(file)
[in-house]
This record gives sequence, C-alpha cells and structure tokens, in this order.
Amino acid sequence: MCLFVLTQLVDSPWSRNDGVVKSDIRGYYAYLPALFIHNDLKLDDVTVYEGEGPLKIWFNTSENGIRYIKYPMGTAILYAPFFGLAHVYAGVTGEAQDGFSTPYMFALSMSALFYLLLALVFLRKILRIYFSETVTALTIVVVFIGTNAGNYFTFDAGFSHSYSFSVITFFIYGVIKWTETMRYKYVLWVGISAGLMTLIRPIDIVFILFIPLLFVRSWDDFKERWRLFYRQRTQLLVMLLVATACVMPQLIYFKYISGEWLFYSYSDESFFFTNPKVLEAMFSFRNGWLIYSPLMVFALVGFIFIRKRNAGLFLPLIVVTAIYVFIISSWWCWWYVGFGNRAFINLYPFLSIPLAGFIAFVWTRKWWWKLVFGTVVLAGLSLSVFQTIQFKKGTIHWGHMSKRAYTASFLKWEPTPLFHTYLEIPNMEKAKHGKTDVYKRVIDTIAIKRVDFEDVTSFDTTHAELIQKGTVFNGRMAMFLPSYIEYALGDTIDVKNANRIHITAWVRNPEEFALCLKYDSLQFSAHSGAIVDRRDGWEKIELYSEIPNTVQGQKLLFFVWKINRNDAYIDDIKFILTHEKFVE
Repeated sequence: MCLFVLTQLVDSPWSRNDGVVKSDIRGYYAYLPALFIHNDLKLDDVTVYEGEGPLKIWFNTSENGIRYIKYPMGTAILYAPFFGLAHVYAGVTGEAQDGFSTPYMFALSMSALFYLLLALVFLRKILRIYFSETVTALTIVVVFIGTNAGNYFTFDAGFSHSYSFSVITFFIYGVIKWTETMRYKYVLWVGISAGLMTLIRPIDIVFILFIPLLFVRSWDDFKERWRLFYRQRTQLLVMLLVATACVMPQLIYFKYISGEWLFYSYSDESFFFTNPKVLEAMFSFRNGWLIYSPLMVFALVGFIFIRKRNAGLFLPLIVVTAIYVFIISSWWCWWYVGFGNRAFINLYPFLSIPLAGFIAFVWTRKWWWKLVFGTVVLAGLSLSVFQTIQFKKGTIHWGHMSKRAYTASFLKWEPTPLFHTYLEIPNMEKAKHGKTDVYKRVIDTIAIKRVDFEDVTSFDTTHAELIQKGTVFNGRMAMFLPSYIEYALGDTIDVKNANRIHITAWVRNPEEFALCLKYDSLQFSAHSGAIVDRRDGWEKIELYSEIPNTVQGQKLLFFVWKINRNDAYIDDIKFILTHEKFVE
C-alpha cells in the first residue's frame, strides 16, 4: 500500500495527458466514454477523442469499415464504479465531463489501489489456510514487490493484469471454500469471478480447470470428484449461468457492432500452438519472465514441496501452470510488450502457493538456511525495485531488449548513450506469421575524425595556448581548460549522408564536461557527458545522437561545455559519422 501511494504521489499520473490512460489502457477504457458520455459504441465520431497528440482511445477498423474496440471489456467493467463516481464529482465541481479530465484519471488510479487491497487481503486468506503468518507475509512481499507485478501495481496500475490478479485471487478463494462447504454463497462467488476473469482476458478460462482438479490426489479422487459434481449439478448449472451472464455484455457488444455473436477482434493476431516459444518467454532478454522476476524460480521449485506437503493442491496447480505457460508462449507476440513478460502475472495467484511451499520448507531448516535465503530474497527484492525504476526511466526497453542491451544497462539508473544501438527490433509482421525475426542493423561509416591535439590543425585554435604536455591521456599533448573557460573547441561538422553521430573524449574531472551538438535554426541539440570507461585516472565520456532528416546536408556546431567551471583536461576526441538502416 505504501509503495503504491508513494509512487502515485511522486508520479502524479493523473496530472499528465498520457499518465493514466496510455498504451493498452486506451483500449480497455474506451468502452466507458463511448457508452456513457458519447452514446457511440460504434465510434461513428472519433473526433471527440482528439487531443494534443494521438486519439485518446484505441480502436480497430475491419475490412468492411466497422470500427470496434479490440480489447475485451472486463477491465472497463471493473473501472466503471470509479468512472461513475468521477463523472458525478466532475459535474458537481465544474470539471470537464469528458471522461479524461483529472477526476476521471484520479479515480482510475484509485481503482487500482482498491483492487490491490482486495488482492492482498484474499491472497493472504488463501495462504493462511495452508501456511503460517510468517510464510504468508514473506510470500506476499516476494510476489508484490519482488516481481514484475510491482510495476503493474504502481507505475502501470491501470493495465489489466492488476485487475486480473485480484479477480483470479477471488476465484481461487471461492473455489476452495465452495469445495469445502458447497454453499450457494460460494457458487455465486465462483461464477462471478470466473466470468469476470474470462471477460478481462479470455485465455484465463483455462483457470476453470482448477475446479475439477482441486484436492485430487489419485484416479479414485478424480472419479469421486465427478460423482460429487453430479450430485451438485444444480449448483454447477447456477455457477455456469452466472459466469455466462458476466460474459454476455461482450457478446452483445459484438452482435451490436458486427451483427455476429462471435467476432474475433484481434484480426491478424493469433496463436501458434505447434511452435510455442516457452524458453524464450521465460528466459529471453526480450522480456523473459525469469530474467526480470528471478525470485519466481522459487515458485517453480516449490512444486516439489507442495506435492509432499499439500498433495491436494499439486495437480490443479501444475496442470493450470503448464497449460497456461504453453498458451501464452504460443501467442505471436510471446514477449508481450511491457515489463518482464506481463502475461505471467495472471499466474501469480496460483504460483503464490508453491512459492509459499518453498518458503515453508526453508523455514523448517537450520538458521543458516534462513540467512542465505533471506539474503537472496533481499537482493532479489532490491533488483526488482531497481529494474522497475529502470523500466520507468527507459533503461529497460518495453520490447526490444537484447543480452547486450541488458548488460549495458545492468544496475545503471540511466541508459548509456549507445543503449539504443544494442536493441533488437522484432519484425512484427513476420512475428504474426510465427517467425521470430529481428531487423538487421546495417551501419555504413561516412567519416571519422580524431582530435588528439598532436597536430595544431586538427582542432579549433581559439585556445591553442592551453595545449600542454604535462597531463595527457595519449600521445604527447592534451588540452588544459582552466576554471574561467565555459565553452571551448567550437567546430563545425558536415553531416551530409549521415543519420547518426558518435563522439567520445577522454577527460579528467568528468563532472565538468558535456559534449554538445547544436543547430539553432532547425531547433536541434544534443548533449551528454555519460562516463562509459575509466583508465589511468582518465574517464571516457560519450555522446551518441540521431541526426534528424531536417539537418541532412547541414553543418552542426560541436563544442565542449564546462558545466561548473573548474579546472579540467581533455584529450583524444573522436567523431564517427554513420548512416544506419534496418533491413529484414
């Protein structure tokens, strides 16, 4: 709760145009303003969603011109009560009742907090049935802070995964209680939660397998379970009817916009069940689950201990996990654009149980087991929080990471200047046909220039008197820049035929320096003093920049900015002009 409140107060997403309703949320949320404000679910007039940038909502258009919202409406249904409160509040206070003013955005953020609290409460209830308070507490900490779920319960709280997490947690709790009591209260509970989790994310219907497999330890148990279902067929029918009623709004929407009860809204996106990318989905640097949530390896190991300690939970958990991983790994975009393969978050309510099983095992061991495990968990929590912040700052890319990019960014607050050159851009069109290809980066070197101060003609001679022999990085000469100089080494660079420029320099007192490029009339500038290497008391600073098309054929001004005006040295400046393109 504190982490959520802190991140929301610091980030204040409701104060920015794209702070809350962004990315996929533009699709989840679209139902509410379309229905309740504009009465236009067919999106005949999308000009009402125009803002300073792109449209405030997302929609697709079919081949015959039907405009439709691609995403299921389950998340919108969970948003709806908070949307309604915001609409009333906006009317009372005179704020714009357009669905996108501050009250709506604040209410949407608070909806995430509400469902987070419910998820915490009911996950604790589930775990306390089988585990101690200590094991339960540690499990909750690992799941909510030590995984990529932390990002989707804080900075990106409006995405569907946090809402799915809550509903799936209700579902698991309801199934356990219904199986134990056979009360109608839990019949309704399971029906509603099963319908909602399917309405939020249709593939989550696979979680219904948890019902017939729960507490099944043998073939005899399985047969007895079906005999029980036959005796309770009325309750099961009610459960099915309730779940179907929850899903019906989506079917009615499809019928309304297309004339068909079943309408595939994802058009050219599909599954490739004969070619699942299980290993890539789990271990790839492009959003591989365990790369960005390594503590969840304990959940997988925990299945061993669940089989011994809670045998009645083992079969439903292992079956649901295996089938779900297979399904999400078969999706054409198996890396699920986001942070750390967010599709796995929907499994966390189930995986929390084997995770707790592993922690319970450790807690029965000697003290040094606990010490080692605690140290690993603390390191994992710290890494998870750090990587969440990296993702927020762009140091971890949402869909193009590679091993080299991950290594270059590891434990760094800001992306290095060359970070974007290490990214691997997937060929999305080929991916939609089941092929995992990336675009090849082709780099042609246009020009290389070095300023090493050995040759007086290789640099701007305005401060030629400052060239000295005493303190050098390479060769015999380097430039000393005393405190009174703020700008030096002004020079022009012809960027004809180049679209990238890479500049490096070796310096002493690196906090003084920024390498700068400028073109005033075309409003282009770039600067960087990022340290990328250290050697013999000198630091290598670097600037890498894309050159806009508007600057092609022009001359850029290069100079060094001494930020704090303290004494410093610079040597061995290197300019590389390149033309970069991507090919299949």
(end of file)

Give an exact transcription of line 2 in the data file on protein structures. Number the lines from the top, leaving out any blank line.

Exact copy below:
This record gives sequence, C-alpha cells and structure tokens, in this order.